The Coventry Herald was founded in 1808 by Nathaniel Merridew, a ribbon warehouseman and Congregationalist. His Whig/Dissenting views were reflected in the paper, and despite a brief dalliance with the Tories, it became the recognised organ of the Liberals in Coventry. It continued to be run by the Merridew family until 1842 and in 1830 absorbed the more radical Coventry Observer to become the Coventry Herald &Observer.
In 1846, the paper was bought by wealthy ribbon manufacturer, Charles Bray, who was also editor until 1867. Bray, at his house Rosehill, entertained many well known intellectuals and radical thinkers of the day. He was interested in popular education and social reform, as demonstrated in the work of Robert Owen. He was a close friend of George Eliot with whom he shared a fascination with phrenology, and the transcendentalist Ralph Waldo Emerson and sociologist, Herbert Spencer were also part of the “Rosehill Circle”. In the 1871 census Bray described himself as an “author in psychology”. Under his editorship, the Herald advocated many of the views held by him, including social and educational improvement and cooperation.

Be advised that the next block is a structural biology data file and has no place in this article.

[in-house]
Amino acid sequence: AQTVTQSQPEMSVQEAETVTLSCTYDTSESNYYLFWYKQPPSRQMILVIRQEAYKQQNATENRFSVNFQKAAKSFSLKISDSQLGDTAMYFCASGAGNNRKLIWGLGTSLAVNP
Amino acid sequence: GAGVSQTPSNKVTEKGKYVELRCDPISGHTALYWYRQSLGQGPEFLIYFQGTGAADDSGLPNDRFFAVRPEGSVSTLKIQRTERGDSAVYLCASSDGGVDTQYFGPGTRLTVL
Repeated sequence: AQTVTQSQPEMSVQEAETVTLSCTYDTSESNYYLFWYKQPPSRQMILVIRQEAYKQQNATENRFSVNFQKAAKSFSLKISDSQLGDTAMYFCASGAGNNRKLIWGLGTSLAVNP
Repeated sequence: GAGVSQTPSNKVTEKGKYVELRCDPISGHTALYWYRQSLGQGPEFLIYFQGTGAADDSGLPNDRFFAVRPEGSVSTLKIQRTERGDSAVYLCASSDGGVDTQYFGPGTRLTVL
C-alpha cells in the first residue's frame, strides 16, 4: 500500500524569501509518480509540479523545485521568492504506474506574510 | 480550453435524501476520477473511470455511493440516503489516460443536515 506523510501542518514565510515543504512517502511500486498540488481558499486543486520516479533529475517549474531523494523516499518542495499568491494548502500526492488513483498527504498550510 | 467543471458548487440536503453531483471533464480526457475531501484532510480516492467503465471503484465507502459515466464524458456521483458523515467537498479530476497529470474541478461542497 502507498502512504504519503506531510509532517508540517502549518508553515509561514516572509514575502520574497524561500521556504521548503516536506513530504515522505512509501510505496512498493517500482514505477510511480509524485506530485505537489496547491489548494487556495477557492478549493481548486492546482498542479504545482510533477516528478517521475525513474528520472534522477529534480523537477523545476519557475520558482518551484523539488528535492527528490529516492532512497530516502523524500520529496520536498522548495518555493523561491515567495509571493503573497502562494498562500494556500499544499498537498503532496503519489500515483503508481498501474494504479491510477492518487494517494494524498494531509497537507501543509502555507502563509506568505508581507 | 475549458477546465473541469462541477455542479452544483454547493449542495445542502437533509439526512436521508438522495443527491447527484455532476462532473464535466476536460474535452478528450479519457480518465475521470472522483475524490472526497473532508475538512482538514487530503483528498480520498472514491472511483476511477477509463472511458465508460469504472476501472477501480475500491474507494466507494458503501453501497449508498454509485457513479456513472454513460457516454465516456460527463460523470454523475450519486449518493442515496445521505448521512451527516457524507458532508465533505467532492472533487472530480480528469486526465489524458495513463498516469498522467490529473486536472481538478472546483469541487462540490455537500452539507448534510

The Herald amalgamated with Taunton’s Coventry Free Press, a radical penny paper, in 1863. In 1914 it absorbed the Coventry Times but was bought by Iliffe a year later. It ceased publication in 1940.
For this newspaper, we have the following titles in, or planned for, our digital archive: